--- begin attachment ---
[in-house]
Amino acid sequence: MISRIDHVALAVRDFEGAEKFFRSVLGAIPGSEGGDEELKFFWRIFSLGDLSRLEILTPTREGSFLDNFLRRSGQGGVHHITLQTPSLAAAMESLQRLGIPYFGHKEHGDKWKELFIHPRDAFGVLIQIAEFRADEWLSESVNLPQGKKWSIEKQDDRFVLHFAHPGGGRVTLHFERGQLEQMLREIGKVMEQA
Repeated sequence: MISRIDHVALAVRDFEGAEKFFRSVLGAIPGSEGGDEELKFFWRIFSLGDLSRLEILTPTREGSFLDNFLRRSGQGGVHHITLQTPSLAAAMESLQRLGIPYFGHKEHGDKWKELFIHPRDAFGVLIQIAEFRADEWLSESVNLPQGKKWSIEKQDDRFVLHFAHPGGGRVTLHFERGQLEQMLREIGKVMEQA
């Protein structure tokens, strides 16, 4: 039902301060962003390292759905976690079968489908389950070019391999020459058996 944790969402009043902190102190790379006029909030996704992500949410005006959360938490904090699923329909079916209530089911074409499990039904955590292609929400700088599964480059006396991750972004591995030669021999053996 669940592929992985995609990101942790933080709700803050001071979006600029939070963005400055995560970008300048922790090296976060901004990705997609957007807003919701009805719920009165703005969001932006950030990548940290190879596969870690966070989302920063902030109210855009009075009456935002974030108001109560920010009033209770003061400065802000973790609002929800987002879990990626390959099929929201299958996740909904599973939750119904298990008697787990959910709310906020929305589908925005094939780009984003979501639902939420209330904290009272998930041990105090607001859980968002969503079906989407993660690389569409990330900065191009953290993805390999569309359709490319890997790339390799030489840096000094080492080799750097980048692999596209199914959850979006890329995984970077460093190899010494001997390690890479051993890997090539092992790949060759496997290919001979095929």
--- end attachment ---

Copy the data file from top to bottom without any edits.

[in-house]
Amino acid sequence: MISRIDHVALAVRDFEGAEKFFRSVLGAIPGSEGGDEELKFFWRIFSLGDLSRLEILTPTREGSFLDNFLRRSGQGGVHHITLQTPSLAAAMESLQRLGIPYFGHKEHGDKWKELFIHPRDAFGVLIQIAEFRADEWLSESVNLPQGKKWSIEKQDDRFVLHFAHPGGGRVTLHFERGQLEQMLREIGKVMEQA
Repeated sequence: MISRIDHVALAVRDFEGAEKFFRSVLGAIPGSEGGDEELKFFWRIFSLGDLSRLEILTPTREGSFLDNFLRRSGQGGVHHITLQTPSLAAAMESLQRLGIPYFGHKEHGDKWKELFIHPRDAFGVLIQIAEFRADEWLSESVNLPQGKKWSIEKQDDRFVLHFAHPGGGRVTLHFERGQLEQMLREIGKVMEQA
């Protein structure tokens, strides 16, 4: 039902301060962003390292759905976690079968489908389950070019391999020459058996 944790969402009043902190102190790379006029909030996704992500949410005006959360938490904090699923329909079916209530089911074409499990039904955590292609929400700088599964480059006396991750972004591995030669021999053996 669940592929992985995609990101942790933080709700803050001071979006600029939070963005400055995560970008300048922790090296976060901004990705997609957007807003919701009805719920009165703005969001932006950030990548940290190879596969870690966070989302920063902030109210855009009075009456935002974030108001109560920010009033209770003061400065802000973790609002929800987002879990990626390959099929929201299958996740909904599973939750119904298990008697787990959910709310906020929305589908925005094939780009984003979501639902939420209330904290009272998930041990105090607001859980968002969503079906989407993660690389569409990330900065191009953290993805390999569309359709490319890997790339390799030489840096000094080492080799750097980048692999596209199914959850979006890329995984970077460093190899010494001997390690890479051993890997090539092992790949060759496997290919001979095929």